Uchtdorf described the grandeur of God's knowledge, which believers can grasp only a little at a time and not everyone will come to the same understanding at the same time.

And that's OK, Uchtdorf said.

"There are some members of the church whose testimony is sure and burns brightly within them. Others are still striving to know for themselves," he said. "The church is a home for all to come together, regardless of the depth or the height of our testimony. I know of no sign on the doors of our meetinghouses that says, 'Your testimony must be this tall to enter.' "

The LDS Church is "a place of welcoming and nurturing, not of separating or criticizing. It is a place where we reach out to encourage, uplift and sustain one another as we pursue our individual search for divine truth," Uchtdorf said. "In the end, we are all pilgrims seeking God's light as we journey on the path of discipleship. We do not condemn others for the amount of light they may or may not have; rather, we nourish and encourage all light until it grows clear, bright and true.

"Let us acknowledge," he added, "that most often gaining a testimony is not a task of a minute, an hour or a day. It is not once and done. The process of gathering spiritual light is the quest of a lifetime."

Lynn G. Robbins, a member of the presidency of the Seventy, warned his audience about the dangers of giving into peer pressure.

"Some members don't realize they are falling into the same snare [of wickedness] when they lobby for acceptance of local or ethnic 'traditions of their fathers' that are not in harmony with the gospel culture," Robbins said. "Still others, self-deceived and in self-denial, plead or demand that bishops lower the standard on temple recommends, school endorsements or missionary applications. ... Like the Savior who cleansed the temple to defend its sanctity, bishops today are called upon to boldly defend the temple standard."

Some "scornful" members "often accuse prophets of not living in the 21st century or of being bigoted. They attempt to persuade and even pressure the church into lowering God's standards to the level of their own inappropriate behavior," he said. " ... Lowering the Lord's standards to the level of a society's inappropriate behavior is apostasy."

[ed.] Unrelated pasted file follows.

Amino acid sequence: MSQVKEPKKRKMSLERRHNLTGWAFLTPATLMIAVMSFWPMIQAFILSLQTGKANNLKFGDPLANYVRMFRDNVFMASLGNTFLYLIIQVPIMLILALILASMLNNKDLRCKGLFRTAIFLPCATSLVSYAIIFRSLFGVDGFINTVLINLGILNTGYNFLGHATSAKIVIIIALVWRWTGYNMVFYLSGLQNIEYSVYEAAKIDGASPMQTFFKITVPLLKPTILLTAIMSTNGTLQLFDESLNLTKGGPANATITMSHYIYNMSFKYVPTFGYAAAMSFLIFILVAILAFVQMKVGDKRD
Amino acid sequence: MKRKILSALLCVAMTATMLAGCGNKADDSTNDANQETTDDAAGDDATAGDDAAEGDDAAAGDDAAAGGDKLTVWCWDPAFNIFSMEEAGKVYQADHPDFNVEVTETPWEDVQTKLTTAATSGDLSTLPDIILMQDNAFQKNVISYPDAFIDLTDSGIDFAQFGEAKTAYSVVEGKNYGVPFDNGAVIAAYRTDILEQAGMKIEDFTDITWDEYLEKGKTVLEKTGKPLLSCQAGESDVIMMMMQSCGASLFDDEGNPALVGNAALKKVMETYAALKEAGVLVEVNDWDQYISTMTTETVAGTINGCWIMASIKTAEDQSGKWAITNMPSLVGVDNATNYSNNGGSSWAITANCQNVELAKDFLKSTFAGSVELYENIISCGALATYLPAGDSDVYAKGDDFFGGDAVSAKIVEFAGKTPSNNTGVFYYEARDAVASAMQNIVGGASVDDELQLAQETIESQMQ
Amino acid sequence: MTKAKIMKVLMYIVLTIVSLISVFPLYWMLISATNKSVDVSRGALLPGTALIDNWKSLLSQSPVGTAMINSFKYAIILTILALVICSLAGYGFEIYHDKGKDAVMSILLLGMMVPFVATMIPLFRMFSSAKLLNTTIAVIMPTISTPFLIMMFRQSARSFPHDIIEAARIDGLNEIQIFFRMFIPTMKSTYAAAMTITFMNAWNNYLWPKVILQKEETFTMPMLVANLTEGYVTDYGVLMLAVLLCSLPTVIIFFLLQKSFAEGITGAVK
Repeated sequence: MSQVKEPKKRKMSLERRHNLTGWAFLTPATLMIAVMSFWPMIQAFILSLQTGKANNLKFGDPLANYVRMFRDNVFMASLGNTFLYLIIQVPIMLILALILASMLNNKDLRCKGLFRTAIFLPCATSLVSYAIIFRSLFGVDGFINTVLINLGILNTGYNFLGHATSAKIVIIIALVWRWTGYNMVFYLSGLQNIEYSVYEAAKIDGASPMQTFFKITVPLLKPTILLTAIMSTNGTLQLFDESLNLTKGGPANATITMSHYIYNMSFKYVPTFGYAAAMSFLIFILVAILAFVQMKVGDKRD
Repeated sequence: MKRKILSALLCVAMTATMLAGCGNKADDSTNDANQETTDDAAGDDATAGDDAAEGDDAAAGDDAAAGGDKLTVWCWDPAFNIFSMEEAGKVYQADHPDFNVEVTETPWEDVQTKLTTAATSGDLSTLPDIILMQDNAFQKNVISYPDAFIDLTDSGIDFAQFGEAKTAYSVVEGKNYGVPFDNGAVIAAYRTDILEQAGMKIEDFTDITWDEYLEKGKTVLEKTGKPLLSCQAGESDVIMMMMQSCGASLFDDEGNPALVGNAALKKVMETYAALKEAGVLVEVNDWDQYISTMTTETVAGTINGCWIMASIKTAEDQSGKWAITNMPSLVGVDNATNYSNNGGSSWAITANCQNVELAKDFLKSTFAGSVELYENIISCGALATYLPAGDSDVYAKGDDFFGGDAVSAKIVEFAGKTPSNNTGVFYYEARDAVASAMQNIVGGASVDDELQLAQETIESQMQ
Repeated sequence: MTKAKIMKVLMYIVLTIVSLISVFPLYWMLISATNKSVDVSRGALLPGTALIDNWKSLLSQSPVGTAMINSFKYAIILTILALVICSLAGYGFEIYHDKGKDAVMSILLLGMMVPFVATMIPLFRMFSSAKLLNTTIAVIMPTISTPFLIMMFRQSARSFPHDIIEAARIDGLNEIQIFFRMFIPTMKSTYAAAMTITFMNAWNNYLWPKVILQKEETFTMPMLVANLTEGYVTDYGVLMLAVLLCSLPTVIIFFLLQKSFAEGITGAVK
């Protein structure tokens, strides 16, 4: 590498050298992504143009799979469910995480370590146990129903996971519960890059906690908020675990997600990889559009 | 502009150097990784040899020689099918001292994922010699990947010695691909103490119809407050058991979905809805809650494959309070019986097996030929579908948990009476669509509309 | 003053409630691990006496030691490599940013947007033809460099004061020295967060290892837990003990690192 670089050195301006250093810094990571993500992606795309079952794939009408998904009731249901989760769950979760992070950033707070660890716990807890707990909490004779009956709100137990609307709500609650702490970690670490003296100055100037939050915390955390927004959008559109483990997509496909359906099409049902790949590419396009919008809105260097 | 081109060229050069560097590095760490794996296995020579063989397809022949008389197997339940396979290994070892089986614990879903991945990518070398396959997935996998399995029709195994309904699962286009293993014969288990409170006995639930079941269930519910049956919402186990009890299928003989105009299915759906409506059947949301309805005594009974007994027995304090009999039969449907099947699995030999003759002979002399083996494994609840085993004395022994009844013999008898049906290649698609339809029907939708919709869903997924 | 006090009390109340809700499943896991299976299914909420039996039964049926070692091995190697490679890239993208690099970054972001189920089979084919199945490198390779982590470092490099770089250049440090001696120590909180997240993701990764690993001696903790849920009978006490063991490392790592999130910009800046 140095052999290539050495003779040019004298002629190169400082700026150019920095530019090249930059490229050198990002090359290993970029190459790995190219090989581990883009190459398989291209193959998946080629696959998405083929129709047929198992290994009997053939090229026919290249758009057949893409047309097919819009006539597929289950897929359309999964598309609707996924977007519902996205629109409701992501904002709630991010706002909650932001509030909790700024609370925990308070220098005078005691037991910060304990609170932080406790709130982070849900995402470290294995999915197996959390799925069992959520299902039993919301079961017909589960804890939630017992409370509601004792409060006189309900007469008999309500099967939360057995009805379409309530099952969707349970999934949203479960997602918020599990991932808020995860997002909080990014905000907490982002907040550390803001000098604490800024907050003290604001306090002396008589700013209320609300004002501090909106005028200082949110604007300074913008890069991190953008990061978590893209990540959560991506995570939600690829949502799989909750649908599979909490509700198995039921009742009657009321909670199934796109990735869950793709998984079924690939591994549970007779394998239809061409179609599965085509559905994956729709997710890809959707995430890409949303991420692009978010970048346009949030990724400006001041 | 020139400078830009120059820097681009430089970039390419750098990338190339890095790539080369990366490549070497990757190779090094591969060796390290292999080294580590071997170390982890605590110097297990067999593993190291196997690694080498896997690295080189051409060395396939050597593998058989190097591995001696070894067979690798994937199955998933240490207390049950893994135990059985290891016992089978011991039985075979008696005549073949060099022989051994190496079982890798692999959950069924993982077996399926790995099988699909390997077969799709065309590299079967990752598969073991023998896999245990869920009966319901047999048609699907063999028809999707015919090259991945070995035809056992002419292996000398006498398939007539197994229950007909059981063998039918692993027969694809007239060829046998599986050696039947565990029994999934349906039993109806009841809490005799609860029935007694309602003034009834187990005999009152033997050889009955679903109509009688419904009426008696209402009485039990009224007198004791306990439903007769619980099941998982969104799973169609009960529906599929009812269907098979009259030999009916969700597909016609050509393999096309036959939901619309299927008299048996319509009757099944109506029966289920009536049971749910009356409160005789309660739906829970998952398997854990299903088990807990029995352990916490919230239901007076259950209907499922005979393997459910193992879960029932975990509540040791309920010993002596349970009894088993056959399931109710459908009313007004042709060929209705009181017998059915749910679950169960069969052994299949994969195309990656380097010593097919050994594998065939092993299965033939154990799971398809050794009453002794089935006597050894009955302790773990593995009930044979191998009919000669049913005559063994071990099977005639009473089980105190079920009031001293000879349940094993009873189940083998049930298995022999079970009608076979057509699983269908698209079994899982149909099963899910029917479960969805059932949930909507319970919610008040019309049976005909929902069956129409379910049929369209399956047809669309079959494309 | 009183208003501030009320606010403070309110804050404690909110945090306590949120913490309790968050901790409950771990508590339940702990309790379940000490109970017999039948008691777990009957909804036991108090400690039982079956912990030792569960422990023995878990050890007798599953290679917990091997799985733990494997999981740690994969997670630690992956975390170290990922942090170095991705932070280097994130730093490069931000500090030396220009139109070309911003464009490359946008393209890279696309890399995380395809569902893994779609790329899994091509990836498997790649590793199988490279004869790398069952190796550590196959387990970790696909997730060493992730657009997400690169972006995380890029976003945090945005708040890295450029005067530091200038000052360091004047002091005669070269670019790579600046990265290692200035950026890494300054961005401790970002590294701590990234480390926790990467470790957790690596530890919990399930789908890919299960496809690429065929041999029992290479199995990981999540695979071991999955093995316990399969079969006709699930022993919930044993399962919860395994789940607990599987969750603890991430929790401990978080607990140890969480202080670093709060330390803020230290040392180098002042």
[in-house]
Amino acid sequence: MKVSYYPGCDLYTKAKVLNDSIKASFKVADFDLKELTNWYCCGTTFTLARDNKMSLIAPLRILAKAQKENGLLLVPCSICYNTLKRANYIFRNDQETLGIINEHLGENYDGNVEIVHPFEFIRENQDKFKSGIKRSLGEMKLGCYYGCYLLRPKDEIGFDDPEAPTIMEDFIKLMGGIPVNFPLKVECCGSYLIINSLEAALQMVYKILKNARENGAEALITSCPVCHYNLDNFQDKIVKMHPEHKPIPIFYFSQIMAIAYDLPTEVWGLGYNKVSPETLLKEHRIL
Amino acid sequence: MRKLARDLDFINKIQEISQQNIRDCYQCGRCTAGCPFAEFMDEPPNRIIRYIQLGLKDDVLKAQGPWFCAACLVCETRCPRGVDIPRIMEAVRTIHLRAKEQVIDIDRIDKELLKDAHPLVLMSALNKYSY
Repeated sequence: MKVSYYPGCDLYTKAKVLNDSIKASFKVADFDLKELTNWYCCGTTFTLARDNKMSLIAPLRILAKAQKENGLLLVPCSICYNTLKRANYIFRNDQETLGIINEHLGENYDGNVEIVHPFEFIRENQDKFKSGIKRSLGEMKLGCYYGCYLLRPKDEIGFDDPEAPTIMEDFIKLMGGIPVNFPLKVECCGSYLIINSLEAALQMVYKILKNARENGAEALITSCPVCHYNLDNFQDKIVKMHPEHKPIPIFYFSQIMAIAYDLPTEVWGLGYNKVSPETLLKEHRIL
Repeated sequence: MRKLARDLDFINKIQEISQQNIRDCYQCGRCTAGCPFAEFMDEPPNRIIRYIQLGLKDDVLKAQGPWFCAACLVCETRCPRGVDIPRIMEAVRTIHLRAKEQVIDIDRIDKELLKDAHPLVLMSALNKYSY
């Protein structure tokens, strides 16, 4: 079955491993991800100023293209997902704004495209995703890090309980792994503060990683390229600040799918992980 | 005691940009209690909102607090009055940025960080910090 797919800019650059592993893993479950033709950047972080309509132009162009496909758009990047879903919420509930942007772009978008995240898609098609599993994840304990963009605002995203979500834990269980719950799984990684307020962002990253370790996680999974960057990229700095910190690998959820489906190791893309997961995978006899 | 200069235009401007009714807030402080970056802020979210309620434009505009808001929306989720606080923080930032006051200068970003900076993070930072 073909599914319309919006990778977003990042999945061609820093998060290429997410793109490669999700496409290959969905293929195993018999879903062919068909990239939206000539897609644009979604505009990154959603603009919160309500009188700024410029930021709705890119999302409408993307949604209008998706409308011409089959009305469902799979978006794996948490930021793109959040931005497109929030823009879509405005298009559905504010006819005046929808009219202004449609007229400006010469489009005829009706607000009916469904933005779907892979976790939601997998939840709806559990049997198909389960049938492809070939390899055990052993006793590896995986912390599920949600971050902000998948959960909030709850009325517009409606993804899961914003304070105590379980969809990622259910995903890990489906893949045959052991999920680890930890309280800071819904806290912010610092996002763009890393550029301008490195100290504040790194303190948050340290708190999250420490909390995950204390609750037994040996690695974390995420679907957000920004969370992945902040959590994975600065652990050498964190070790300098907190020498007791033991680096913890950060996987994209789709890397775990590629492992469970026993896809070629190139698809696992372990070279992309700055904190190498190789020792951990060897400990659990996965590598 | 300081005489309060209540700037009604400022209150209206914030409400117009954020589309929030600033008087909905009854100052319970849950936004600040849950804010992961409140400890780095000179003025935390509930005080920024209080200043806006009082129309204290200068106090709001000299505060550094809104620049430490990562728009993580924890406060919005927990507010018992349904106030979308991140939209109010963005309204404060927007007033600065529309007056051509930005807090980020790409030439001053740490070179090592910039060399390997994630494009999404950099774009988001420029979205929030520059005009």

Longtime apostle Boyd K. Packer pointed out that "no matter how many continents and countries our missionaries enter or how many different languages we speak, the true success of the gospel of Jesus Christ will be measured by the spiritual strength of its individual members."

The LDS Church is for everyone — "men, women and children, those of every race and nationality, the rich and the poor" — Packer, the 90-year-old senior member of the Quorum of Twelve Apostles, said while seated at a portable podium at his chair. "We need the recent convert and those among our numbers descended from the pioneers. We need to seek out those who have strayed and assist them to return to the fold. We need everyone's wisdom and insight and spiritual strength. Each member of this church as an individual is a critical element of the body of the church."

Apostle Neil L. Andersen decried critics of Mormon's first prophet, Joseph Smith.

Smith was the "instrument in God's hands in bringing forth sacred scripture, lost doctrine and the restoration of the priesthood," Andersen said. "The importance of Joseph's work requires more than intellectual consideration; it requires that we, like Joseph, 'ask of God.' Spiritual questions deserve spiritual answers from God."

Quoting the late apostle Neal A. Maxwell, Andersen said, "Studying the church through the eyes of its defectors is like interviewing Judas to understand Jesus. Defectors always tell us more about themselves than about that from which they have departed."

The lone female speaker Saturday was Cheryl A. Esplin, second counselor in the general Primary presidency (for children under age 12), who celebrated the LDS practice of taking the sacrament, or ritually eating bread and water in memory of Christ's body and blood.

"The more we ponder the significance of the sacrament, the more sacred and meaningful it becomes to us," Esplin said. " ... Our wounded souls can be healed and renewed not only because the bread and water remind us of the Savior's sacrifice of his flesh and blood but because the emblems also remind us that he will always be our 'bread of life' and 'living water.' "

pstack@sltrib.com

Twitter: @religiongal